Superficial (pT2a) and Deep (pT2b) Muscle Invasion in Pathological Staging of Bladder Cancer Following Radical Cystectomy

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We compared and evaluated clinical outcomes in patients with pathological superficial (pT2a) and deep (pT2b) invasion of bladder muscle with transitional cell carcinoma following radical cystectomy and urinary diversion.

Materials and Methods

From 1971 to 2001, 311 of 1,359 patients (23%), including 244 males (78%) and 67 females, were found to have pathological muscle invasive (pT2) bladder cancer following radical cystectomy. Of this group 147 patients (47%) had pT2a (superficial) and 164 (53%) had pT2b (deep) muscle invasive tumors. Overall 242 patients had no evidence of lymph node metastasis, including 127 with pT2a (86%) and 115 with pT2b (70%). A total of 69 patients (22%) had lymph node involvement, including 20 with pT2a (14%) and 49 with pT2b (30%). At a median followup of 14.3 years (range 0 to 30.1) clinical outcomes were determined, including recurrence-free and overall survival, and local vs distant recurrence.


In the 311 patients with pT2 tumors 10-year recurrence-free and overall survival rates were 72% and 47%, respectively. There was a significantly higher risk of node positive disease with pT2b vs pT2a tumors (30% vs 14%, p <0.001). No significant difference was observed in 10-year recurrence-free survival in patients with pT2a node negative vs pT2b node negative tumors (84% vs 72%, p = 0.091). When comparing pT2a node positive vs pT2b node positive tumors, no significant difference was observed in 10-year recurrence-free survival (50% vs 48%, p = 0.84). Recurrence-free survival was significantly higher in patients with pT2 lymph node negative tumors than in those with pT2 lymph node positive tumors (79% vs 49%, p <0.001). Furthermore, these differences remained significant when stratified by pT2a and pT2b node negative vs positive disease. Local pelvic recurrence developed in 10 of 311 patients (3%) with pT2 disease, while 69 (22%) had distant metastatic disease. In patients with recurrence the local or distant recurrence site was not associated with tumor stage (pT2a vs pT2b p = 0.24) or lymph node status (node negative vs positive p = 0.37).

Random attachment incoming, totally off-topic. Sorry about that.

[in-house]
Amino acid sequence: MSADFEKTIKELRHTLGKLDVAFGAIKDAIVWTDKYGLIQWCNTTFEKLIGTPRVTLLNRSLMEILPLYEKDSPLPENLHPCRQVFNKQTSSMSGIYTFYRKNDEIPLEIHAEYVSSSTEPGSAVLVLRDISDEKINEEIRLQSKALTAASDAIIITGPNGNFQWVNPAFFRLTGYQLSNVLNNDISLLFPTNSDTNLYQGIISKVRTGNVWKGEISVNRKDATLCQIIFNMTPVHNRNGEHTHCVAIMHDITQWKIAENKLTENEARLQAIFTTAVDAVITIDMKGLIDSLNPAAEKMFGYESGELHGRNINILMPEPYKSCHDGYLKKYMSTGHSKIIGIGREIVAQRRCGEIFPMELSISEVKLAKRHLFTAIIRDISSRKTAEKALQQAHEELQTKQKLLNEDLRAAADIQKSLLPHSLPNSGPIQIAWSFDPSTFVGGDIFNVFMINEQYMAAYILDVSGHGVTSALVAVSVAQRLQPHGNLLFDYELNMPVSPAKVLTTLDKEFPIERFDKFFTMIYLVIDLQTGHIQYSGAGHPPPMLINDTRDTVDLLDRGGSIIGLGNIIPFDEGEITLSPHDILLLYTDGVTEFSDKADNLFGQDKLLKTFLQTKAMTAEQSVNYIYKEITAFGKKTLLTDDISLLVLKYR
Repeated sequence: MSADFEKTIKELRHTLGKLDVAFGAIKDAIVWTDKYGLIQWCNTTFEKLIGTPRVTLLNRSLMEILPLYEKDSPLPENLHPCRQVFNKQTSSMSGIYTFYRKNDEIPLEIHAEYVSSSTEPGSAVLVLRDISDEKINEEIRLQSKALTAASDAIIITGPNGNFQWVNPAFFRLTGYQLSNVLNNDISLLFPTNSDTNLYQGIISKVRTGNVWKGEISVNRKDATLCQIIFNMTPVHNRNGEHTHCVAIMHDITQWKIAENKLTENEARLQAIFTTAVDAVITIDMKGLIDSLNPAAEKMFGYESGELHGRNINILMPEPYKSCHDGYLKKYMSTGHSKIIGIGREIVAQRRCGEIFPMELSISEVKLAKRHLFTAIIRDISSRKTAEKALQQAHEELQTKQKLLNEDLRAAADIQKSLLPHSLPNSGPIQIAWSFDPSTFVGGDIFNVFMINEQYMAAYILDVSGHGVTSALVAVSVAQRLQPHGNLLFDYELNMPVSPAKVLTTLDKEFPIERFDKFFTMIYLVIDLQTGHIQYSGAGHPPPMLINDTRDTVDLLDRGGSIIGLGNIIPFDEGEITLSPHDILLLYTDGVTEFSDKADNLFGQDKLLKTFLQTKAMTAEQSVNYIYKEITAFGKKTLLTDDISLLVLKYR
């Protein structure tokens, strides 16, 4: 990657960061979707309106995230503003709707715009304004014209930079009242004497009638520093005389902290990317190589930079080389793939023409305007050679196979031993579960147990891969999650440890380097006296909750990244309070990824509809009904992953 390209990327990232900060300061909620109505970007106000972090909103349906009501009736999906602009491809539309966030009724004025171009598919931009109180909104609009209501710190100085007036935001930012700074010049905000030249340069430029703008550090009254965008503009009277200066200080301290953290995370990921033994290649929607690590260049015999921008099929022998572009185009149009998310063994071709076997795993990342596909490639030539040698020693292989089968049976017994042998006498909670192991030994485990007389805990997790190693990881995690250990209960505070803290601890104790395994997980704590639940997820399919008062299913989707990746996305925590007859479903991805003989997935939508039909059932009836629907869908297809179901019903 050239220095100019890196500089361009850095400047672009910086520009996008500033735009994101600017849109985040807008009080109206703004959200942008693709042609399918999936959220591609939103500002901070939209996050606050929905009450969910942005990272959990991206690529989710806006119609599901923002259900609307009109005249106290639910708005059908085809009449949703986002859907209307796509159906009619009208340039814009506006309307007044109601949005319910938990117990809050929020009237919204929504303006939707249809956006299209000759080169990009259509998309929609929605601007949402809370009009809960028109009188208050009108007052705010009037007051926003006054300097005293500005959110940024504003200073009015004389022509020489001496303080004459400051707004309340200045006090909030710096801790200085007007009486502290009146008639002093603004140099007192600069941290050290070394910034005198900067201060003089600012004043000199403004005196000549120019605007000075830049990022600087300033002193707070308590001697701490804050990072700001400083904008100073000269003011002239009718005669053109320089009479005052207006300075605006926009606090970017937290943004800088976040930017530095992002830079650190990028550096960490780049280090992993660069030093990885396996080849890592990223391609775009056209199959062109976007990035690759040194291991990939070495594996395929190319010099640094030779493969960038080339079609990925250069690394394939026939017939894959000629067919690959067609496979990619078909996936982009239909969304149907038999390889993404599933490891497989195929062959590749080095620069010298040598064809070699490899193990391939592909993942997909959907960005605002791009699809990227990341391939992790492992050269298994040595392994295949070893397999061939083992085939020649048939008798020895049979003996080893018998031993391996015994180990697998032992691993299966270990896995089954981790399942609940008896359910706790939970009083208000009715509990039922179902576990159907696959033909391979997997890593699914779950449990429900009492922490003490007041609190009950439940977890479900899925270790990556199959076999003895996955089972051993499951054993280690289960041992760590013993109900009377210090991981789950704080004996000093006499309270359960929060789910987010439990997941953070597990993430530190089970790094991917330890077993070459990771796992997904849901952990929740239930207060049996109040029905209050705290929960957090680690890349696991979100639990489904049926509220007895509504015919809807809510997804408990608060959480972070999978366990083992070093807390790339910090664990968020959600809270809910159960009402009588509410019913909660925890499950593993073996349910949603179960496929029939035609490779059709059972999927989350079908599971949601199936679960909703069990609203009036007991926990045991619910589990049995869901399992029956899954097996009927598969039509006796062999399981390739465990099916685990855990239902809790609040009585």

In muscle invasive (pT2) bladder cancer treated with radical cystectomy there is a higher risk of lymph node positive disease in deep muscle (pT2b) vs superficial (pT2a) invasion. However, no apparent difference was observed in recurrence-free survival between pT2a (superficial) vs pT2b (deep) muscle invasive tumors when controlling for lymph node status. Recurrence-free survival is significantly improved in patients with pT2 lymph node negative tumors compared to survival in those with pT2 lymph node positive tumors. Patients with muscle invasive (pT2), lymph node negative tumors have excellent clinical outcomes following cystectomy, while those with muscle invasive (pT2), lymph node positive tumors have higher recurrence rates and should be considered for adjuvant treatment protocols.

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